When you feel your worst, look your best: The Authors Collection

look your best

I don’t know when I first heard the expression when you feel your worst, look your best, but I think it is one of the best mantras for Indie authors.

Indie authors.  They are the people who take a book from concept to finished product, enlisting along the way editors, cover artists, book bloggers and who knows what other people to help them.

Indie authors.  They are the folks who endure scathing reviews on Amazon from reviewers who have not read their books but decide to trash them anyway because they are indie.

Indie authors.  They are the people who work two or three jobs, raise families and throw themselves down in a chair in front of a computer at eleven o’clock at night to write another chapter or two in a book, or post a blog, or help another author who has a question about something.

Indie authors.  They are often the people who have written all their lives, working to refine their craft, only to have twenkies in New York by god City tell them that their efforts aren’t good enough.

All these are the reasons why Indie authors should look their best when they feel their worst.

What I mean is that Indie authors can’t be just as good as their fellow writers in the traditional ranks.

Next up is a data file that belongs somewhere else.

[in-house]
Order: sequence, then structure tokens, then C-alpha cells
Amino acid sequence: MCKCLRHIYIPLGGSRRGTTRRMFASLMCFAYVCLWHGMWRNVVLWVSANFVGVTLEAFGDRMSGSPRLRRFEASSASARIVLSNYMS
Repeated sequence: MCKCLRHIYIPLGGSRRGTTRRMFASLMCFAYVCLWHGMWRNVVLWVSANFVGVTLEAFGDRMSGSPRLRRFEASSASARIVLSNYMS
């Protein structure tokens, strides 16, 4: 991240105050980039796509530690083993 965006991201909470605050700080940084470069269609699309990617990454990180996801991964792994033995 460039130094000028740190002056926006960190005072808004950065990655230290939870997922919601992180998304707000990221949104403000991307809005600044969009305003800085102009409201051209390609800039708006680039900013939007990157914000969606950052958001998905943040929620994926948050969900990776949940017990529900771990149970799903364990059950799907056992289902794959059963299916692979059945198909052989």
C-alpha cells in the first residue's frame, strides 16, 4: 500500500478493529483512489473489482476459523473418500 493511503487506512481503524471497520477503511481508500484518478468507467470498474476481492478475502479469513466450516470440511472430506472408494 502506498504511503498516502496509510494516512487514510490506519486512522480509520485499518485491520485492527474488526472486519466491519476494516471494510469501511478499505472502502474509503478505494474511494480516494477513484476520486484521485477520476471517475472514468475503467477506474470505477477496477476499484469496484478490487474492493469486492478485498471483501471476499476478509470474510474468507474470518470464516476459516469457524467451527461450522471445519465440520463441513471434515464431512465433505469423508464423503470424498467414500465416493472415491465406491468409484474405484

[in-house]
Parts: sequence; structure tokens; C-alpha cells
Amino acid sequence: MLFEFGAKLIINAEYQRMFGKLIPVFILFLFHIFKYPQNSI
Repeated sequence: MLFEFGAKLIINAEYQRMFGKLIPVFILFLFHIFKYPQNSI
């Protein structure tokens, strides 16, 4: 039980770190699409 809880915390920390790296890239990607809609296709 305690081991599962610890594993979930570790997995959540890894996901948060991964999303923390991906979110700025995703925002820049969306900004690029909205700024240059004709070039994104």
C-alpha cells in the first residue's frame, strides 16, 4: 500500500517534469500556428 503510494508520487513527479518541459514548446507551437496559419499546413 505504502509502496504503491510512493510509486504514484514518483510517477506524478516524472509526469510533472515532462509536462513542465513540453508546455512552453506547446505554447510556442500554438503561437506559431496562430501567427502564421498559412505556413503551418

They have to be better.

Their writing must be impeccable. Their cover art must grab readers by the throat. Their marketing campaigns must leave no stone unturned in their efforts to reach readers.

No one will give them a massage at the end of a full day of writing. No one will run their traps for them. No one will see to it that if they show up at such and such a time in some major media market, a beautiful person will gush about the book she has never read for six minutes and drive readers the author’s way.

No one.

If an Indie author ever experiences gushing it will be because he played the game better and harder than anyone else.  He looked his best when he felt his worst.  He didn’t give up when even those in his circle of trust told him it was time.  She didn’t chuck it and decide to be like everyone else. She didn’t pack her dreams away until the kids left home.

She sucked it up and kept going, always careful to look her best when she felt her worst, a feeling that came around all too often.

What did she have to show for it?

She knew she had run the race with all she had, her eye on the finish line, her ears deaf to the jeers from the crowd.

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